reduced to about a quarter of an hour.
The rite comprises: a penitential act, similar to that at the
beginning of Mass, a liturgy of the Word, the saying of the Lord's
Prayer, the sign of peace, and, after Communion, a prayer and the final
II. Communion of the sick and Viaticum given by an extraordinary
The Instruction Immensae Caritatis of 29 January 1973 allowed
the local Ordinary in certain circumstances to give permission for a
lay-person, man or woman, to be an extraordinary minister taking
Viaticum and Communion to the sick. Consequently some changes have been
made necessary in the rites which are laid down for priests and deacons
in the Ordo for the Anointing of the Sick.
The rite can be long or short according to circumstances. The
administration of Viaticum is preceded by a profession of faith and the
recitation of a litany.
III. Different forms of Eucharistic devotion
1. Exposition of the Blessed Sacrament. This can be carried
out, according to circumstances, in a short form or in a longer one,
especially when it is a question of adoration in some religious
In the absence of a priest or deacon, a member of the community
itself, man or woman, can, with the permission of the Ordinary, expose
the Blessed Sacrament, but such a person is not permitted to give the
The adoration shall be accompanied by hymns, readings, brief
exhortations and a suitable period of silence.
2. Processions should mark an important occasion in the life
of the parish
or community, the members of which intend in this way to render
public and solemn worship to the Eucharist. Processions are to be held
with the harmonization of liturgical norms and local customs. They
should preferably be held after the celebration of Mass.
3. Congresses are a special manifestation of Eucharistic
devotion in the life of the Church. They may be international, national,
regional or diocesan. A local Church invites the other communities to
join in the profession of their faith by paying solemn homage to the
Eucharist, the mystery of unity and charity.
Care must be taken to avoid whatever is not directly related to the
The last chapter provides a wide range of texts: a
"lectionary" of fifty-one Biblical texts, hymns, chants and
traditional responses, together with numerous prayers taken from the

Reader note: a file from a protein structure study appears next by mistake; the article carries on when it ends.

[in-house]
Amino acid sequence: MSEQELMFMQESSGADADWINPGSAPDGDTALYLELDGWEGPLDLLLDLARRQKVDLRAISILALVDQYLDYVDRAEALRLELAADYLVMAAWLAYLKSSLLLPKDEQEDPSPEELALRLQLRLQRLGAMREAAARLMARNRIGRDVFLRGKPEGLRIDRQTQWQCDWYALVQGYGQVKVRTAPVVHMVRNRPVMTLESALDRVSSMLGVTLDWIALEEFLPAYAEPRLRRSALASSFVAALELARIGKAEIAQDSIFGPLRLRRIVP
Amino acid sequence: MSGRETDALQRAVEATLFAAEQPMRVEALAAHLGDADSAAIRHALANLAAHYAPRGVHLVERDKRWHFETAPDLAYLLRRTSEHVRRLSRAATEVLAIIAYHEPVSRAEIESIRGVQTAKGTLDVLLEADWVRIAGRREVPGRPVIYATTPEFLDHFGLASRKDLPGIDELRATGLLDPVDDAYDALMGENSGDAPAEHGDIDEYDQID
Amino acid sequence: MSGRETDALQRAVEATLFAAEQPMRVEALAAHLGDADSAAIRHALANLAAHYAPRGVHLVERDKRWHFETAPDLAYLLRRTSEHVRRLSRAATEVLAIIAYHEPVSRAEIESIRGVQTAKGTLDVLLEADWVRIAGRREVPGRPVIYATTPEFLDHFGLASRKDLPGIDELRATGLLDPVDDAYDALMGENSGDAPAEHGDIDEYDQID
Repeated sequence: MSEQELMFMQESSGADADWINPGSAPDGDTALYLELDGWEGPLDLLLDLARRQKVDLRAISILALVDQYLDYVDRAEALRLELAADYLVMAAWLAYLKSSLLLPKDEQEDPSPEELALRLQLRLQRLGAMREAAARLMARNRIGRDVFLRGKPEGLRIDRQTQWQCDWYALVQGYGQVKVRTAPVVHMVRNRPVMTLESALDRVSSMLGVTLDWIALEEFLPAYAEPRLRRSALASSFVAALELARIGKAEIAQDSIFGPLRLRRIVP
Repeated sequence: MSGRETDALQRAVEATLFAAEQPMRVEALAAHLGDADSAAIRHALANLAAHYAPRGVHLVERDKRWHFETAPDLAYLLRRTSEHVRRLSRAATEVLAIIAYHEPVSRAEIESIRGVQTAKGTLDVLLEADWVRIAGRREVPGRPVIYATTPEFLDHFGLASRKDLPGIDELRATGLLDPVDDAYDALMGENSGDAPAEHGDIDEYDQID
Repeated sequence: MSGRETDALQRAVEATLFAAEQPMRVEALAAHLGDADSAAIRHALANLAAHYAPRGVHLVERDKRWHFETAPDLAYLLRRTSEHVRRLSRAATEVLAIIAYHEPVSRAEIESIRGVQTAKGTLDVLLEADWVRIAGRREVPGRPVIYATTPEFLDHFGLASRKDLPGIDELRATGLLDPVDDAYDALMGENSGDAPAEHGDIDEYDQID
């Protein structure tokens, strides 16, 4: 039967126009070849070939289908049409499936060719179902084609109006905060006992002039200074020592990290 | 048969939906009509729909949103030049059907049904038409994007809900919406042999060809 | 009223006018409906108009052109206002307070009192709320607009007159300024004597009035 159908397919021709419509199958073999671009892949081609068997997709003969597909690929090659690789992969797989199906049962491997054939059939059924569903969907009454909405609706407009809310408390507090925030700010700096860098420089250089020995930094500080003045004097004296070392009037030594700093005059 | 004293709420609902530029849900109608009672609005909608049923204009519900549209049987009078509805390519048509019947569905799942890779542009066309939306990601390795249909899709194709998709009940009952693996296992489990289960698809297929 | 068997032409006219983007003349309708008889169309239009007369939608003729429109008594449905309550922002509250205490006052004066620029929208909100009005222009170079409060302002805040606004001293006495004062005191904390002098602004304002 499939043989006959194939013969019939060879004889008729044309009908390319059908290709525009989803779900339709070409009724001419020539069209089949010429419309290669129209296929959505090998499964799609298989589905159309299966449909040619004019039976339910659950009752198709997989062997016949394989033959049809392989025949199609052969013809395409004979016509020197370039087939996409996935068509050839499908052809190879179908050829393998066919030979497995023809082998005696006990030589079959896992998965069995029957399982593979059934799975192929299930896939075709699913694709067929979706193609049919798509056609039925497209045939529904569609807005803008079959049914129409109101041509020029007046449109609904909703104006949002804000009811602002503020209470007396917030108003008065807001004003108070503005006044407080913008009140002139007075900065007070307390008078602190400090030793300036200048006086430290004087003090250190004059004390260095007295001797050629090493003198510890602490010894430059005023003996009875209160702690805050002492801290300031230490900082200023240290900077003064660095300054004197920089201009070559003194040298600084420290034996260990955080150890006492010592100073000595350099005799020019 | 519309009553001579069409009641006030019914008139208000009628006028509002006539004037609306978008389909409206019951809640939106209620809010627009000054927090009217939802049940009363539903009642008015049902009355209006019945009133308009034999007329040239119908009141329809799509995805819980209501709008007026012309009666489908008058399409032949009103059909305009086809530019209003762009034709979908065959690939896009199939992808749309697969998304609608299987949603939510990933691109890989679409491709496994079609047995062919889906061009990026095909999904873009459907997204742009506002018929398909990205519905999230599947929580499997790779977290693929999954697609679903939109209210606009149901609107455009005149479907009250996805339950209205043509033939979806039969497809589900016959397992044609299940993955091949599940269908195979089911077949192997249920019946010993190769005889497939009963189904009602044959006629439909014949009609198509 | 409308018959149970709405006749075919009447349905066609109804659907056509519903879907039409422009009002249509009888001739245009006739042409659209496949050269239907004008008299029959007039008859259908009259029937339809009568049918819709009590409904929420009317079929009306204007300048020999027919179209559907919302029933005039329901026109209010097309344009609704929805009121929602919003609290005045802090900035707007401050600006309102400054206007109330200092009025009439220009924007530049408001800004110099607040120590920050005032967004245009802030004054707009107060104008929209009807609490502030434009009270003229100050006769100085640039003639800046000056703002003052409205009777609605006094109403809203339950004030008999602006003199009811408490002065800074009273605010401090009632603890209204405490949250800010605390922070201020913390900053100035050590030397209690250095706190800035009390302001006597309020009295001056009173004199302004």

Roman Missal and ancient processional books.
The new rites contained in the present document may be used
immediately in Latin; as for the vernacular languages, they may be used
from the day laid down by the respective Episcopal Conferences, after
the latter have made the relative translations and obtained approval
thereof from the Holy See.
Clearly, this document does not contain notable innovations, but fits
into the present stage of the Church's theological reflection on and
liturgical practice concerning the Eucharist. After ten years of reform
and renewal, it is now a matter of living in depth what has been renewed
or acquired; all the riches contained in the teachings and in the
liturgical books hitherto published must now be turned to profitable
In particular the document on certain points meets the more widely
1. The rite of Communion outside Mass repeats the structure of the
Mass: a penitential act, a liturgy of the Word, the recitation of the
Our Father, Communion. The proclamation of the Word confers its richness
on this rite too; one passes from communion with the Word to communion
with the Word of God made Man.
2. As regards Communion of the sick, the text helps to throw into
greater relief the various pastoral possibilities laid down by the Ordo
for the Anointing of the Sick and further extended by the use of
extraordinary ministers of Communion.
3. Finally, on the level of silent and recollected private prayer
before the Blessed Sacrament, the document reminds pastors of the
pastoral duty of providing fitting places of worship and of teaching the
faithful how to pray in a way that responds to the need for intimacy
with Christ, a need which is felt today by many and especially among
Thus, far from active participation in community liturgical
celebrations being hindered, the faithful will now find it easy to
prepare themselves for such celebrations and to extend the effect of the
graces received therein into their daily lives. Private prayer,
listening to the Word of God, and personal dialogue will enable the
faithful to "draw water from the springs of salvation" (cf.
Isaiah 12, 3).